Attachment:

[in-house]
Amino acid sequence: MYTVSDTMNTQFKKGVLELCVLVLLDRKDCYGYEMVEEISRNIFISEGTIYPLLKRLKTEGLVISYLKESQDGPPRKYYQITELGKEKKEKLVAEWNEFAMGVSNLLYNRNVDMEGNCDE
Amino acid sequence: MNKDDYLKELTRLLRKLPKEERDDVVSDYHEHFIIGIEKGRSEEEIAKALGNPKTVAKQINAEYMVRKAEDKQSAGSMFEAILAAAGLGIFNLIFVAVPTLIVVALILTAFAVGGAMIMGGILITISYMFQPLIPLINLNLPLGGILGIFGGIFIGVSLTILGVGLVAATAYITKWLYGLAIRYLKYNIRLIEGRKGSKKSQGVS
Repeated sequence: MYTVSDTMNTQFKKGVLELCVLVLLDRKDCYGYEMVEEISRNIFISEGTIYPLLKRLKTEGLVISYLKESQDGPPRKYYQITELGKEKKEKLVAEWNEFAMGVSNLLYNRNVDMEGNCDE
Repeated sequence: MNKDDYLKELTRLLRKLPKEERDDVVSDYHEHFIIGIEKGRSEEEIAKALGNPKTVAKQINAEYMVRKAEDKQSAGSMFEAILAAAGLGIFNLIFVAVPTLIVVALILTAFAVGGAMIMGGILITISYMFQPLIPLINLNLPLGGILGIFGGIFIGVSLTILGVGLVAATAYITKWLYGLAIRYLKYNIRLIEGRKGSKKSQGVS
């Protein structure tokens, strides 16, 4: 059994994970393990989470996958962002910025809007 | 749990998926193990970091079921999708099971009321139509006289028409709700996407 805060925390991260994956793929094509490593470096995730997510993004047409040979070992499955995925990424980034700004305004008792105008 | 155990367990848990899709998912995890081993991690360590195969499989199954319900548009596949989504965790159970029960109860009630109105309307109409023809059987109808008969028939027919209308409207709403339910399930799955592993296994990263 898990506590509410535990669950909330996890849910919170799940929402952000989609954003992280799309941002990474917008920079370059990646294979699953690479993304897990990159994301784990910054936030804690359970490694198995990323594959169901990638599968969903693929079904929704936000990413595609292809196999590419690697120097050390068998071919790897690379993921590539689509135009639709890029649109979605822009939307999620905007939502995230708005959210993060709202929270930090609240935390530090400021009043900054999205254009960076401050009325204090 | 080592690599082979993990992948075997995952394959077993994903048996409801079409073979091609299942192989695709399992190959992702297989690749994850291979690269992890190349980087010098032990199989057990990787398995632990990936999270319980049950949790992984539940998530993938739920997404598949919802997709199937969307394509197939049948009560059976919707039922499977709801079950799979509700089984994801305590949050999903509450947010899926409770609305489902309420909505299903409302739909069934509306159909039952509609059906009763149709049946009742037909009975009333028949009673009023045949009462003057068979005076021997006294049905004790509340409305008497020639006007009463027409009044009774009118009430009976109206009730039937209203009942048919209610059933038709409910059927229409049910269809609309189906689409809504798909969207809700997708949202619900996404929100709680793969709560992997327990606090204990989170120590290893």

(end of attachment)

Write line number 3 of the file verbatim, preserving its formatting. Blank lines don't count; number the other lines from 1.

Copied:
Amino acid sequence: MNKDDYLKELTRLLRKLPKEERDDVVSDYHEHFIIGIEKGRSEEEIAKALGNPKTVAKQINAEYMVRKAEDKQSAGSMFEAILAAAGLGIFNLIFVAVPTLIVVALILTAFAVGGAMIMGGILITISYMFQPLIPLINLNLPLGGILGIFGGIFIGVSLTILGVGLVAATAYITKWLYGLAIRYLKYNIRLIEGRKGSKKSQGVS